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2 Sep 2022

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After several Incidents, Including Fires and Electrical Explosions, Amazon Ceased Using Solar Panels on Its Rooftops in the U.S.

In April 2020, a small three-alarm fire erupted at Amazon's warehouse in Fresno, California. During the incident, approximately 220 solar panels and other equipment were damaged. Leland Wilding, Fresno's fire investigator, wrote in an incident report that the fire was caused by an undetermined electrical event within the solar system mounted on top of the roof.

A little over a year later, 60 firefighters were called to put out a two-alarm blaze at a different Amazon facility in Perryville, Maryland. Unfortunately, that is not the only facility that has experienced damage due to a fire outbreak. From four months ago till date, internal company documents viewed by CNBC show there have been more fires or electrical explosions in other fulfillment centers because of their solar energy-generating systems.

It turns out that from April 2020 to June 2021, Amazon suffered six critical fire or arc flash events in at least six of its 47 North American sites with solar installations, affecting 12.7% of its facilities.

One Amazon employee wrote in one of the internal reports, "The rate of dangerous incidents is unacceptable and higher than industry averages.".

This solar blunder highlights the challenges Amazon and many other large corporations face when trying to reduce their environmental footprint and dependence on fossil fuels. Unfortunately, Amazon has been one of the most aggressive.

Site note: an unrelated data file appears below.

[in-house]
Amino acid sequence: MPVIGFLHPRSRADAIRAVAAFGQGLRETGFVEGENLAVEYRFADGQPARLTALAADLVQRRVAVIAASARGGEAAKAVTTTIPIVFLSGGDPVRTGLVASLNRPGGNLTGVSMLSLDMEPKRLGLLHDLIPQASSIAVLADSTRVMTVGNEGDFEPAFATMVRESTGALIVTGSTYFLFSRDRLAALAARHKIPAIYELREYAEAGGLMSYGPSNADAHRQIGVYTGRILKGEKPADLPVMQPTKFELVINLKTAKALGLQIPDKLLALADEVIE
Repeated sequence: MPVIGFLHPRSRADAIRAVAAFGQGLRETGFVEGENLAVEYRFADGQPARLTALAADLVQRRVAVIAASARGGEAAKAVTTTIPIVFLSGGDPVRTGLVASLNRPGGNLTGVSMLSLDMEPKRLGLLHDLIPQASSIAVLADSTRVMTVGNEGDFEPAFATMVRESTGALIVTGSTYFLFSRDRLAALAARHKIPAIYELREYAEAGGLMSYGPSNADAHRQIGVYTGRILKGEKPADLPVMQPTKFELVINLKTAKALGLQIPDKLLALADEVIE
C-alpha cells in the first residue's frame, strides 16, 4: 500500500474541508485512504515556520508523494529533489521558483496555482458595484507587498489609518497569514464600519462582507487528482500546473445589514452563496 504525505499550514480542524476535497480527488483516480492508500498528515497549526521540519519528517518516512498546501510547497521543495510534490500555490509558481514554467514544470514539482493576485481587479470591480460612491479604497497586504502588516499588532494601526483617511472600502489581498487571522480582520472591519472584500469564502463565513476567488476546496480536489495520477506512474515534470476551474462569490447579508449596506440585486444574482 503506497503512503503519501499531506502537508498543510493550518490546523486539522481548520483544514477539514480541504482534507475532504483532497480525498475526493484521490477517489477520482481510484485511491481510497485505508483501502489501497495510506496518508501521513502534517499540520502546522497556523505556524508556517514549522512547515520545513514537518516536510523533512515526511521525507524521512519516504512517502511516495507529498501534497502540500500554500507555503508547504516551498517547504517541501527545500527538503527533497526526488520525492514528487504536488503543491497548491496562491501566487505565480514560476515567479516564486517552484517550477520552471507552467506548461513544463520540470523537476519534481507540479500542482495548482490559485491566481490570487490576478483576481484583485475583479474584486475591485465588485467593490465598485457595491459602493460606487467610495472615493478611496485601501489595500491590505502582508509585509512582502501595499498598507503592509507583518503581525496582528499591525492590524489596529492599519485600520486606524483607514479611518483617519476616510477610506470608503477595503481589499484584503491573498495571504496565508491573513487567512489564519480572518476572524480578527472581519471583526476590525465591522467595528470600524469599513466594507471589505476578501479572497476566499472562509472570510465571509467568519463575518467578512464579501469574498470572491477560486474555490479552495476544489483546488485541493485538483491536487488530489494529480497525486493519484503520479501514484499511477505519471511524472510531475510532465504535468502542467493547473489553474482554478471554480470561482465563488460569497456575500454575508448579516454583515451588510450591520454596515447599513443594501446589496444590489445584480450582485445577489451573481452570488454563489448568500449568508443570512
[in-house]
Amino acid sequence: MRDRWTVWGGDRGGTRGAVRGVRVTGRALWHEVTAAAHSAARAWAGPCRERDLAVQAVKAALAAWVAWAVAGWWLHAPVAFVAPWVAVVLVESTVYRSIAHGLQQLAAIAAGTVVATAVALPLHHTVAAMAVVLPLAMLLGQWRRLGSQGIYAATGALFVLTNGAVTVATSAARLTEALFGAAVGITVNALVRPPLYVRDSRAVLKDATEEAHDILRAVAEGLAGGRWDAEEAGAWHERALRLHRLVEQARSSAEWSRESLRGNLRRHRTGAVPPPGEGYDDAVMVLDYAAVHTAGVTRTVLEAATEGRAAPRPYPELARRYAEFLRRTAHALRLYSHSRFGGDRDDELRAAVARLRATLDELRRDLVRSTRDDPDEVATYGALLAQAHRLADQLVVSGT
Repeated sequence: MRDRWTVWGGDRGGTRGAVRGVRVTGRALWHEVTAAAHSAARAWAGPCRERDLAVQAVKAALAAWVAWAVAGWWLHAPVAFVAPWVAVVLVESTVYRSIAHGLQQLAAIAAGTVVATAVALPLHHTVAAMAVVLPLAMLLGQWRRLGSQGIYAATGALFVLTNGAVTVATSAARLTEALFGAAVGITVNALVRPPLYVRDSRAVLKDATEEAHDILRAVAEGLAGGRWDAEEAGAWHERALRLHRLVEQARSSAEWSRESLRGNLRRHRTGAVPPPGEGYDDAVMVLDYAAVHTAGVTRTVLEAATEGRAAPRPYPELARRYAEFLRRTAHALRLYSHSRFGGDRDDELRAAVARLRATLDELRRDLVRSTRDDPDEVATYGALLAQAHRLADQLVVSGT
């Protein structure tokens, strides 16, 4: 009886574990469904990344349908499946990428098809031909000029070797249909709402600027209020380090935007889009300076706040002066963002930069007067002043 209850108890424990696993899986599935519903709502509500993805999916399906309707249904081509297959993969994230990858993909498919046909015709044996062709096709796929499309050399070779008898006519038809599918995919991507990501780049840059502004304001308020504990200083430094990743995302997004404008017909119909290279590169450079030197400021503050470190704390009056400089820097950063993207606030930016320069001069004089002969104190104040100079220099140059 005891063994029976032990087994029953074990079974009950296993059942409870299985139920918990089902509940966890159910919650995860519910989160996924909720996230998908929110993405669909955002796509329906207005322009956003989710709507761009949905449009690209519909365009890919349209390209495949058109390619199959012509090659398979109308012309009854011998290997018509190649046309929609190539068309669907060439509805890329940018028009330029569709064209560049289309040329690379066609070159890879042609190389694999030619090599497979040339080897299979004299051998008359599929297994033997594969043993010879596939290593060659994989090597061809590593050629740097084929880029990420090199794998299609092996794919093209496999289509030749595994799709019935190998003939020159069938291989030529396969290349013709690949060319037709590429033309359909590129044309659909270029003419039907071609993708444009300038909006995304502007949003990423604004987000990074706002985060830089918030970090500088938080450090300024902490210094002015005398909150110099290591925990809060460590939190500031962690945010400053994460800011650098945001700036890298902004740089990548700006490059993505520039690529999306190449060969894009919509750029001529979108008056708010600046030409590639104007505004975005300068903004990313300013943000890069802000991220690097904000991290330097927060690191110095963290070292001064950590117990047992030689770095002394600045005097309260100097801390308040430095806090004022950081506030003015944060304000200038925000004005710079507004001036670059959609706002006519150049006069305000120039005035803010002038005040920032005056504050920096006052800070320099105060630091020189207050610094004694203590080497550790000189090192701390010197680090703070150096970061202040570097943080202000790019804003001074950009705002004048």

On New Year's Day 2019, Jeff Bezos pledged to eliminate Amazon's greenhouse gas emissions by 2040, divest from gasoline-powered delivery vehicles, and make a billion-dollar investment in electric vehicle company Rivian.

Amazon's Solar Initiative Learning Curve

American corporations are under pressure from regulators and investors to set and report on environmental, social, and governance (ESG) goals. This was clear in August when Congress passed the Inflation Reduction Act, which included climate provisions that will reduce the country's carbon emissions by roughly 40% by 2030.

According to Wood Mackenzie solar analyst Michelle Davis, "solar in the U.S. is expected to grow 8% yearly over the next five years, thanks to legislation. However, it's difficult to measure its adoption in the warehouse industry, where you'll often find an isolated unit of commercial solar equipment on top of the building's flat roof."

One year ago, amazon's operations with solar panels had to be temporarily shut down, according to internal documents. The company needed to ensure its systems were properly designed, installed, and maintained before reactivating them.

Amazon spokesperson Erika Howard said, "Out of an abundance of caution, following a small number of isolated incidents with onsite solar systems owned and operated by third parties, Amazon proactively powered off our onsite solar installations in North America and took immediate steps to re-inspect each installation by a leading solar technical expert firm"

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